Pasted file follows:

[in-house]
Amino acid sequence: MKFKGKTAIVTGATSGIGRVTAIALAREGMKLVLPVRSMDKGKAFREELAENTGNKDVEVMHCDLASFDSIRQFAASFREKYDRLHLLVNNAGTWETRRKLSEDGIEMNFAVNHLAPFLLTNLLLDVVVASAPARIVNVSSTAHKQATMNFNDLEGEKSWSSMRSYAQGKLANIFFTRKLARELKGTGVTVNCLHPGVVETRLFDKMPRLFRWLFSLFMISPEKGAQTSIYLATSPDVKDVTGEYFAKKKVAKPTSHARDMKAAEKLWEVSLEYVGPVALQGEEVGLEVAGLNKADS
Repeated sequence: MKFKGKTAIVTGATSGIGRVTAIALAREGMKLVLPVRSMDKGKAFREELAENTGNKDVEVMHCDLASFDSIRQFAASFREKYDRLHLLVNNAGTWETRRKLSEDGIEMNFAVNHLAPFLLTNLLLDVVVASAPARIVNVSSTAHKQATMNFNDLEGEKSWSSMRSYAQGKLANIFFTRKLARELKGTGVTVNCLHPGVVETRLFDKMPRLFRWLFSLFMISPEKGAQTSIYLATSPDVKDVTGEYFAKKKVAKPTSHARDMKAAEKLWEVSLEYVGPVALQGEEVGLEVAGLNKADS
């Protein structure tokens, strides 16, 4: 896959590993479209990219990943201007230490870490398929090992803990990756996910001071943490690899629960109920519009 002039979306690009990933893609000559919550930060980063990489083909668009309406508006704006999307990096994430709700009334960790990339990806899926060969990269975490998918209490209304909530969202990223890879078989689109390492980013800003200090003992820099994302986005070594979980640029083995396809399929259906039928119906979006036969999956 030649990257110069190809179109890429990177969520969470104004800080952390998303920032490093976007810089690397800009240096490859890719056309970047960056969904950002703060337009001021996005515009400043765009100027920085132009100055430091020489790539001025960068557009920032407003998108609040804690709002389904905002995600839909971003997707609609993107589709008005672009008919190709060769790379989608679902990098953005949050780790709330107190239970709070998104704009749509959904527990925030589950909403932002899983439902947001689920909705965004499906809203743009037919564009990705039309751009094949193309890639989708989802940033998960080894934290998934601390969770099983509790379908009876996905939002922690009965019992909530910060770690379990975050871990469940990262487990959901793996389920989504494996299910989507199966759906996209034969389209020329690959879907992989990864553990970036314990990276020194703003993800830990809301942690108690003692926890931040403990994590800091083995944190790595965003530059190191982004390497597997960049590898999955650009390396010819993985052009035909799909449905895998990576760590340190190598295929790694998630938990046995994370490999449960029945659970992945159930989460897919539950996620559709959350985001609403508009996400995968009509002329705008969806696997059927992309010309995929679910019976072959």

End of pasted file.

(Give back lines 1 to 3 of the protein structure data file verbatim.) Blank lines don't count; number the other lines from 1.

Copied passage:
[in-house]
Amino acid sequence: MKFKGKTAIVTGATSGIGRVTAIALAREGMKLVLPVRSMDKGKAFREELAENTGNKDVEVMHCDLASFDSIRQFAASFREKYDRLHLLVNNAGTWETRRKLSEDGIEMNFAVNHLAPFLLTNLLLDVVVASAPARIVNVSSTAHKQATMNFNDLEGEKSWSSMRSYAQGKLANIFFTRKLARELKGTGVTVNCLHPGVVETRLFDKMPRLFRWLFSLFMISPEKGAQTSIYLATSPDVKDVTGEYFAKKKVAKPTSHARDMKAAEKLWEVSLEYVGPVALQGEEVGLEVAGLNKADS
Repeated sequence: MKFKGKTAIVTGATSGIGRVTAIALAREGMKLVLPVRSMDKGKAFREELAENTGNKDVEVMHCDLASFDSIRQFAASFREKYDRLHLLVNNAGTWETRRKLSEDGIEMNFAVNHLAPFLLTNLLLDVVVASAPARIVNVSSTAHKQATMNFNDLEGEKSWSSMRSYAQGKLANIFFTRKLARELKGTGVTVNCLHPGVVETRLFDKMPRLFRWLFSLFMISPEKGAQTSIYLATSPDVKDVTGEYFAKKKVAKPTSHARDMKAAEKLWEVSLEYVGPVALQGEEVGLEVAGLNKADS